Faulty Study Design Produces an Outcome That May Confuse Medical Fraternity: A Serious Publication Bias

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I want to raise 3 issues with the recently published study and meta-analysis of Turan et al1 relating to the study design, selective meta-analysis, and the over-reaching statement of conclusions. Study design: The study as designed was unlikely to show the benefits of clonidine. The dose of oral clonidine used for preemptive analgesia is much less than used in previous studies that found it effective.2 The oral route with its erratic absorption in the preoperative setting is more likely than the intravenous (IV) route to produce an inferior outcome. The next major fault in the design was the use of transdermal (transdermal therapeutic system [TTS]) clonidine rather than the parenteral route to treat acute postoperative pain. It is very well known that TTS system does deliver a fixed amount of drug that may or may not be sufficient to treat or reduce the widely variable severe postoperative pain. The use of a TTS patch for the treatment of immediate postoperative pain is not a rational choice because of the wide variation in pain perception and analgesic requirements. Recent studies are promising only with iontophoretic system. The authors did not mention clearly about which type of TTS patch was used. Even with iontophoretic TTS, the result is unlikely to be as effective as the IV route. I feel that, to assess the real efficacy, in both the cases the IV route should have been used. Moreover, clonidine is known only to be an alternative analgesic rather than first-line one. Solely using it in immediate postoperative pain is not a good idea. Finally, not standardizing surgery led to a huge variation in the amount of postoperative pain. Thus, verbal response scores and analgesic consumption are bound to vary and affect the outcome. Selective meta-analysis: The authors clearly debunked the concept of any role of clonidine in acute postoperative pain. But many meta-analyses including the Cochrane Review by Lambert et al2 found definite reduction in acute postoperative pain and total opioid consumption at least in the first 24 hours.2–4 Over-reaching statement of conclusions: The title of their article and the summary paragraph overstate their conclusions with a blanket condemnation of clonidine. Rather, they should have concluded that oral clonidine (0.2 mg) and TTS clonidine are ineffective in reducing postoperative pain. Their general statement is completely misleading about a well-proven drug having very good analgesic efficacy in various other routes.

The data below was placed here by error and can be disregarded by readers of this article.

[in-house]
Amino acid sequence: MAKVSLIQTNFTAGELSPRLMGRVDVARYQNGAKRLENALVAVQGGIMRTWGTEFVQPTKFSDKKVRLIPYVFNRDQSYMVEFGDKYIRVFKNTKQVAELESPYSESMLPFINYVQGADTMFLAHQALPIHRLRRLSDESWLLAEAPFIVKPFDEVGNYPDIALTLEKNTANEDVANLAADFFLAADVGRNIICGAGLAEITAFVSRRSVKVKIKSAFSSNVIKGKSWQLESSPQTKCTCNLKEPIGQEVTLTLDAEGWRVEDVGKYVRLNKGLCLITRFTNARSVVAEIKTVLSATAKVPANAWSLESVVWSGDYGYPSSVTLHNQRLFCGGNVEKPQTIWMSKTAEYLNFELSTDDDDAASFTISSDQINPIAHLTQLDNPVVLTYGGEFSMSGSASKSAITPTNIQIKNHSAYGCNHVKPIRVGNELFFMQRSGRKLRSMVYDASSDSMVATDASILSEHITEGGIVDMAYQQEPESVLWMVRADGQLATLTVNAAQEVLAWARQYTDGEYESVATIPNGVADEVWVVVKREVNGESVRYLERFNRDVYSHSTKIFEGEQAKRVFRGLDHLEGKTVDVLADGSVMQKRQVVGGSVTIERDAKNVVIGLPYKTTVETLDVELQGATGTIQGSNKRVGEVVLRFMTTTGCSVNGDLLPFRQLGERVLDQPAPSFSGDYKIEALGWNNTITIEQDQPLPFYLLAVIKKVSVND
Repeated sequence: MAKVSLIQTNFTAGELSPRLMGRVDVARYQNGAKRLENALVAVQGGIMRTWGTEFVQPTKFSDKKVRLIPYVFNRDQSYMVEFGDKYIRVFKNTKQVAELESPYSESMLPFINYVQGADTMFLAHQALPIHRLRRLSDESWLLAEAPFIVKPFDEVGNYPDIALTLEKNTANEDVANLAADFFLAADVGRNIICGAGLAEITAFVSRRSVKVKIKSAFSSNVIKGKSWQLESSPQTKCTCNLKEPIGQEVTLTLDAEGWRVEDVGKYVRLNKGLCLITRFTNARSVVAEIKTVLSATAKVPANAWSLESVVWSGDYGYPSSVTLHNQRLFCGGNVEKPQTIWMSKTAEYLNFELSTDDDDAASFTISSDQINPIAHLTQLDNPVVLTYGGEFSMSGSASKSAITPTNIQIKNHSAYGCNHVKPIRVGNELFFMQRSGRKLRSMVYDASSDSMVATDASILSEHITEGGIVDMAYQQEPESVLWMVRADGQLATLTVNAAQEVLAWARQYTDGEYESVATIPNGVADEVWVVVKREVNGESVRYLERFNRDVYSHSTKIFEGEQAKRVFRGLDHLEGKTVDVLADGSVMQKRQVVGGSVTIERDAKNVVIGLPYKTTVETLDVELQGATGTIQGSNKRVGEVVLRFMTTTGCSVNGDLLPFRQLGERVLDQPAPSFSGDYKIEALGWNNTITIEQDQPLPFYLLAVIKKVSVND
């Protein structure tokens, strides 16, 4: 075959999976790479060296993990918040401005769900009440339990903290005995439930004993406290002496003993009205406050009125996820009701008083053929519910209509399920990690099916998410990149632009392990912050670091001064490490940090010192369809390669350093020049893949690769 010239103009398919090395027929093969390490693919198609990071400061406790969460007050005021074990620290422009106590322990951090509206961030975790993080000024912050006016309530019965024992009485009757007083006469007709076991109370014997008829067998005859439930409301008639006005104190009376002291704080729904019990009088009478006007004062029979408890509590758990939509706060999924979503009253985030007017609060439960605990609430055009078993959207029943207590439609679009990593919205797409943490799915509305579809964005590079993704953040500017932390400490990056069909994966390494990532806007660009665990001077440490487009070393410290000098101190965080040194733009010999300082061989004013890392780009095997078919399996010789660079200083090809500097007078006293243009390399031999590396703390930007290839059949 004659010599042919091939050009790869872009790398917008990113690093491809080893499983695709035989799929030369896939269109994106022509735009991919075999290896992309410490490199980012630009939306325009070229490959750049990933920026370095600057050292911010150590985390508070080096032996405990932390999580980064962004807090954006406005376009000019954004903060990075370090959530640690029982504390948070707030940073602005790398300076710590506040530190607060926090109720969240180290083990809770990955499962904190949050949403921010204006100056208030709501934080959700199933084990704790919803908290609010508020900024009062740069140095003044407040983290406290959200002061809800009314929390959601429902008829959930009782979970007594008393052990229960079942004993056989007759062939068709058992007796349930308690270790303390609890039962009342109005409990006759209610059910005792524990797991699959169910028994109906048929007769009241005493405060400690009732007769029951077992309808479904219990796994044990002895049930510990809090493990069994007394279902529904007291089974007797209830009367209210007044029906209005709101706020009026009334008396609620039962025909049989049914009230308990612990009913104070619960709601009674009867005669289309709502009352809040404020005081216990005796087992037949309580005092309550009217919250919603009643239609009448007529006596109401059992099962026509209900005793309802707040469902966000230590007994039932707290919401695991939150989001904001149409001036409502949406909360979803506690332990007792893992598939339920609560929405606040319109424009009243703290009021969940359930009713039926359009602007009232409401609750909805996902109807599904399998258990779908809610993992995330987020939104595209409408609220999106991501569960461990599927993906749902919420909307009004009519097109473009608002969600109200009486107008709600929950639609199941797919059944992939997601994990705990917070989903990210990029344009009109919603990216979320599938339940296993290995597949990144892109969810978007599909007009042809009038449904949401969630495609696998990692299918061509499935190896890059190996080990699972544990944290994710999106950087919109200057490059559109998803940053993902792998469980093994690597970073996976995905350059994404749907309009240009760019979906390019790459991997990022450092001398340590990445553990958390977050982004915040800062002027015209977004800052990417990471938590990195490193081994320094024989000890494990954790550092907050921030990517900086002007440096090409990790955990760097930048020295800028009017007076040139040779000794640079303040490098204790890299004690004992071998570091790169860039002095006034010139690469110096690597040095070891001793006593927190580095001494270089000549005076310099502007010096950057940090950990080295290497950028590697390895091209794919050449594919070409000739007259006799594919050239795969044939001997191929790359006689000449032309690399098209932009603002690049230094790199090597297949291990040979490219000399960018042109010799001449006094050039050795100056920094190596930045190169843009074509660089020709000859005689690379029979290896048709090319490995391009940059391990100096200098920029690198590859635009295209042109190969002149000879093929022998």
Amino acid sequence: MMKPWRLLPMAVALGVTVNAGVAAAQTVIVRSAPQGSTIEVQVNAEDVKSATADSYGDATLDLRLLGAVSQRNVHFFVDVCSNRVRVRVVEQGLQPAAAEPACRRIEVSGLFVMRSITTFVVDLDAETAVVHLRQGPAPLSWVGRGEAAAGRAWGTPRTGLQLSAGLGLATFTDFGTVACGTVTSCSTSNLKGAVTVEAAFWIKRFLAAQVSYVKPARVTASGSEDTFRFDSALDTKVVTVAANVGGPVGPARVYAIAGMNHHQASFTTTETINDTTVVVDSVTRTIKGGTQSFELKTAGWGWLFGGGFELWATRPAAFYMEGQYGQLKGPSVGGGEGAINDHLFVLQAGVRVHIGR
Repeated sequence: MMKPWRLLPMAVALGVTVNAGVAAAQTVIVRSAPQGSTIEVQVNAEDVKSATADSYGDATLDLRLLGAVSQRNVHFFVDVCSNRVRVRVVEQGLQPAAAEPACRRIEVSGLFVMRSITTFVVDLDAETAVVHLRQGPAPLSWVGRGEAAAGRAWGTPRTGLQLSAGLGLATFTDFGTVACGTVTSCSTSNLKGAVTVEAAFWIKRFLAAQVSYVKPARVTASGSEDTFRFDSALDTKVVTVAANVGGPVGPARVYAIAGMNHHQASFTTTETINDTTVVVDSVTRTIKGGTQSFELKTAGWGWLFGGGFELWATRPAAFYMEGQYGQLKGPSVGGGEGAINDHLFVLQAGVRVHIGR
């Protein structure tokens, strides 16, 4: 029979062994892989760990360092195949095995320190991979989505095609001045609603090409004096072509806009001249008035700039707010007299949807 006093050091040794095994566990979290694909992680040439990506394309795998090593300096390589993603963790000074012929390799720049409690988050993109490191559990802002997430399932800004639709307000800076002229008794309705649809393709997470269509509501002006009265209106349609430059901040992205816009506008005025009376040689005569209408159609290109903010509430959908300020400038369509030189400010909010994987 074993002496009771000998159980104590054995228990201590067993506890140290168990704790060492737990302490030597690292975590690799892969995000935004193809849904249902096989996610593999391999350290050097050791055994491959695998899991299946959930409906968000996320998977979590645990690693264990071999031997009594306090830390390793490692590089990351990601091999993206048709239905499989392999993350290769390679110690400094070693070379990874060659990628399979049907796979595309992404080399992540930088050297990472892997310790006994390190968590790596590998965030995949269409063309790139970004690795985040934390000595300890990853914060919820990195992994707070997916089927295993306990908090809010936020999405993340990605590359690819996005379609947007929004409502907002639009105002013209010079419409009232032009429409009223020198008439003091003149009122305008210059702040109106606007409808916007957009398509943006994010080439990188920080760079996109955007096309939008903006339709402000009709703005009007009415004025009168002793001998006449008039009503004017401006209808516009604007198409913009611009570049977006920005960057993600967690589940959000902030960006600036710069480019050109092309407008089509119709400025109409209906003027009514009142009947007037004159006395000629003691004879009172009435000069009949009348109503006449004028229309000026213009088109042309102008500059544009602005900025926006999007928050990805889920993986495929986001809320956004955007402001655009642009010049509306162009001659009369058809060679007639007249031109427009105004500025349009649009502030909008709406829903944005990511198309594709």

I think that, before putting out such a negative statement about clonidine, it should be reevaluated using proper doses and the proper routes of administration.
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